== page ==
The culmination to all of your job-hunting efforts is that first job interview.
Some companies like to do a preliminary screening over the phone before scheduling an interview. As long as you are honest and professional during the initial screening, you should be able to get through to the interview phase.
Remember the interview process often consists of three or four rounds of interviews with a wide variety of people. How you conduct yourself in your first interview is just as important as how you conduct yourself when you are in your second interview with the departmental manager.
There are things that every employment candidate needs to do to give the perfect interview.
If your interview is at 2 p.m., then show up no later than 1:45 p.m. A company will usually have paperwork for you to fill out before the interview and you want that out of the way before the interview time officially starts.
Arriving early is also your chance to impress the company receptionist with your professionalism and promptness. The receptionist will have a say in who gets hired from a “first impressions” standpoint, so be prepared.
When you walk through the door for your interview, you need to be completely prepared by having the right materials. They include:
a pad of paper
your own pens
copies of your resume
copies of your references
a place to keep the business cards you will be handed
The worst thing you can do is rely on the interviewer to give you a pen and paper. If you are not prepared for the interview, the interviewer is going to assume that you would not be prepared to come to work.
There is a difference between being professionally upbeat and annoying. Remain positive, always have a smile on your face and answer the questions you are asked in a prompt and positive manner. You do not need to overdo it when it comes to being upbeat at an interview, but you do need to look excited to be there.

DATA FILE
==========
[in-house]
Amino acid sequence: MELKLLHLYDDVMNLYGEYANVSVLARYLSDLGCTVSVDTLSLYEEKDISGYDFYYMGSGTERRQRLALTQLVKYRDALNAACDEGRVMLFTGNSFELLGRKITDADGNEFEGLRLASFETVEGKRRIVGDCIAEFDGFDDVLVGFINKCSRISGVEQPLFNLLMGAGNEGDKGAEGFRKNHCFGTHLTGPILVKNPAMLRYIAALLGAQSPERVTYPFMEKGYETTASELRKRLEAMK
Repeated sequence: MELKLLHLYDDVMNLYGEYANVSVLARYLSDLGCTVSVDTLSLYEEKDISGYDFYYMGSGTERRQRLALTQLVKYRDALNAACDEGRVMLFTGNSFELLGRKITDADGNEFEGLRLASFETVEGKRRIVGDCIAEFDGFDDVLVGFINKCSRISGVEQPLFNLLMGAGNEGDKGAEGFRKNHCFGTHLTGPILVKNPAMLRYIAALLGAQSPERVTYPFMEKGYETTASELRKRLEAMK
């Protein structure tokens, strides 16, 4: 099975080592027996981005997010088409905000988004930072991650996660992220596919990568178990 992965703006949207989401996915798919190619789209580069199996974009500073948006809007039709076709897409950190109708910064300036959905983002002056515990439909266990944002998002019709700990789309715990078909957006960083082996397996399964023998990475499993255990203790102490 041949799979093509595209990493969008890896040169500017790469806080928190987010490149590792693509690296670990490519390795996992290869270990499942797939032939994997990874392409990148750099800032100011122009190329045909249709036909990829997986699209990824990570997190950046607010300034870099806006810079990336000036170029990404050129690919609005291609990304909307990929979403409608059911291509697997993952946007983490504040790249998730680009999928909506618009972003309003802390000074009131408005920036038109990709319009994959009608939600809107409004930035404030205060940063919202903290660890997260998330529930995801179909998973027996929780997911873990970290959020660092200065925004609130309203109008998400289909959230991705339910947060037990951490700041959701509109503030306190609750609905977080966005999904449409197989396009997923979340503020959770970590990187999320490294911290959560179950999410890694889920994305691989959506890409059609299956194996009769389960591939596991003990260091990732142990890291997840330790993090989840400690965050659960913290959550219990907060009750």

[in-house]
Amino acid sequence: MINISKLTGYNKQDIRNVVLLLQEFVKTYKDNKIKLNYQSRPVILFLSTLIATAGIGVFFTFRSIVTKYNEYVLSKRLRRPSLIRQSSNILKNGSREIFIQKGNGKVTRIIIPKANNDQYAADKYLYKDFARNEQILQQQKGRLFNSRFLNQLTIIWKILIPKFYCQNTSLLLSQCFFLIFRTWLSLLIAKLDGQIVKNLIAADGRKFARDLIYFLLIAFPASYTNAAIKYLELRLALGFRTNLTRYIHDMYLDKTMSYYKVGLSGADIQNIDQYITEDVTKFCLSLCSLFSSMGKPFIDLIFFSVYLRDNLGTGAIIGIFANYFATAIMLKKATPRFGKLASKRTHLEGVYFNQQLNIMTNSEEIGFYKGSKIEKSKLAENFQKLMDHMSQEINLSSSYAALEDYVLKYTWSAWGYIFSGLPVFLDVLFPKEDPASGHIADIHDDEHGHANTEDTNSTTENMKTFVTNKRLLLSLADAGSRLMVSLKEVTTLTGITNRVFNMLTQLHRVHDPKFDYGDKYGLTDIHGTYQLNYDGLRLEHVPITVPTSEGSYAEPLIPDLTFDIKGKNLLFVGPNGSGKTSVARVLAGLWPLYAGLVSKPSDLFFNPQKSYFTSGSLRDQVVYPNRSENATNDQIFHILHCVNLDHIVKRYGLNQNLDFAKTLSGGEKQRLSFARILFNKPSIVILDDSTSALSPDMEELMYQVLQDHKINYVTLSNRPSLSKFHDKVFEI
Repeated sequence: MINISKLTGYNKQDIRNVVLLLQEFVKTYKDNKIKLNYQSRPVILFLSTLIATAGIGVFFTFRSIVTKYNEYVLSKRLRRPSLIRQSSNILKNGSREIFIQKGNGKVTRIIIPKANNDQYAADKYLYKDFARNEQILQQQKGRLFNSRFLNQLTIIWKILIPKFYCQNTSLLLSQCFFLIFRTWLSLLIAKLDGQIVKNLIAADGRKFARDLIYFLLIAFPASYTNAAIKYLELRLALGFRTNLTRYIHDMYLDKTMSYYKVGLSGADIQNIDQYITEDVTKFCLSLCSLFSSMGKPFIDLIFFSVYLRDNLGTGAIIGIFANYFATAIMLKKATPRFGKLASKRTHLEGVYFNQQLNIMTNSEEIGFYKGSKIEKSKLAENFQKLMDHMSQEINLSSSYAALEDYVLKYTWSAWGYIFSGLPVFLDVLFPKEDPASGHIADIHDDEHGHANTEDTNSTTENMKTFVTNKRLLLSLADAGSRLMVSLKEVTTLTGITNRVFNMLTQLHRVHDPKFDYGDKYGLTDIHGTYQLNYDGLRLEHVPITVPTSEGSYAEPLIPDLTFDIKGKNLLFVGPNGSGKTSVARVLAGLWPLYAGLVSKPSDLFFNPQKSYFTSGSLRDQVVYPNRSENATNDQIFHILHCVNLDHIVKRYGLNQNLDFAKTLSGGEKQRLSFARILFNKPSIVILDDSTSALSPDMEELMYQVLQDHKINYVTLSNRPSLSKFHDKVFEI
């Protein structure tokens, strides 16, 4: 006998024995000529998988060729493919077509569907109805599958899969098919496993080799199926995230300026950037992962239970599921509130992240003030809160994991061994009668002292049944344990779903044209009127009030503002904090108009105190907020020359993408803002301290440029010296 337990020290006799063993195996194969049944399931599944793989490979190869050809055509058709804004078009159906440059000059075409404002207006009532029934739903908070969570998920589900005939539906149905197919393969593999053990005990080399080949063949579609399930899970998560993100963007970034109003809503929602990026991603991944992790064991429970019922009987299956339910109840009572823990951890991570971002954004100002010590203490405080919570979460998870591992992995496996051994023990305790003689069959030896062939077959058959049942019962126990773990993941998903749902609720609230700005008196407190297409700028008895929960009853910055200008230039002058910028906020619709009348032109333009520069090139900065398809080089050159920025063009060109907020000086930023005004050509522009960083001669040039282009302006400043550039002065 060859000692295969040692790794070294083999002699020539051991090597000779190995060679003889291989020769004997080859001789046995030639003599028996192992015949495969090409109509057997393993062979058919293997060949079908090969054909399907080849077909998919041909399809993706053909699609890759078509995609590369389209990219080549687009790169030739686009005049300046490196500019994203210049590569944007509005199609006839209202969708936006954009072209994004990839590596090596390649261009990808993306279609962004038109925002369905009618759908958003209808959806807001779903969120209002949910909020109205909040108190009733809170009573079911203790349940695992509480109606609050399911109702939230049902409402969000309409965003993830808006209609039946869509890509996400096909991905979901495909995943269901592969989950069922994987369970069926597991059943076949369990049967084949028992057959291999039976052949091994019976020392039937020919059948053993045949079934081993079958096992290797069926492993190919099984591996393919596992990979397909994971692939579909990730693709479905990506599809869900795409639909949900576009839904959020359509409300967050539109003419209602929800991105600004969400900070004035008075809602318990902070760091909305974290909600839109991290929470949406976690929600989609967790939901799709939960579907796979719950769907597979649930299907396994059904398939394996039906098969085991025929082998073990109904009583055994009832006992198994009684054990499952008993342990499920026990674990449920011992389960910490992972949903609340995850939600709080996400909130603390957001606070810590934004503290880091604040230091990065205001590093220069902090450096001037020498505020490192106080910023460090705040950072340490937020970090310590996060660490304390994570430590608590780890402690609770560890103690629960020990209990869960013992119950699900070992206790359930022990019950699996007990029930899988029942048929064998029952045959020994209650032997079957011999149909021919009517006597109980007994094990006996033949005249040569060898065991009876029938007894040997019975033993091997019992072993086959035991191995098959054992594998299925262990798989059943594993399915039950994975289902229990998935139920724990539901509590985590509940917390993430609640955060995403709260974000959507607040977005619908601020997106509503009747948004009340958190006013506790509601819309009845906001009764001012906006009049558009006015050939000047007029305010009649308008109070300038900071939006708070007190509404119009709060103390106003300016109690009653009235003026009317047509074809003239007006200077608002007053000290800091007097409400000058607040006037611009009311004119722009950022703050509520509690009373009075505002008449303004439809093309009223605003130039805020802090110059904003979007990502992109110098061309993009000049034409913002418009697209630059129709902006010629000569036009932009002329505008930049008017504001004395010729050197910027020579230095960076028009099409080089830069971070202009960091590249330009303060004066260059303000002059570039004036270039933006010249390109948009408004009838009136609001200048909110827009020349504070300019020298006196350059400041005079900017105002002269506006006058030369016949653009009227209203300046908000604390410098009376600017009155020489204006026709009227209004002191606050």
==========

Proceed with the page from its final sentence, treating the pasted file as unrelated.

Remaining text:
When you are sitting down with the interviewer, he or she is going to expect you to have questions to ask. When you do not ask questions at an interview, it looks like you are not really interested in the position. Do research on the company and the position and have questions written out and ready to ask when you go to the interview. Keep the questions focused on the job you are interviewing for and do not ask any questions that will make the interviewer feel uncomfortable.
If the interviewer is late to the meeting room, he will apologize for being late. Accept the apology and move on. If the interview process means that you sit in a meeting room and wait as other people come in to talk to you, then take it in stride. The more time you spend in an interview process, the more interested the company would appear to be in you.
The key to giving a good impression is to be patient and take the delays that come with being interviewed in stride.
Jan Kantor is a Southwest Florida business consultant and executive coach. For more information, or to contact him regarding workplace solutions, his website is www.jankantor.com.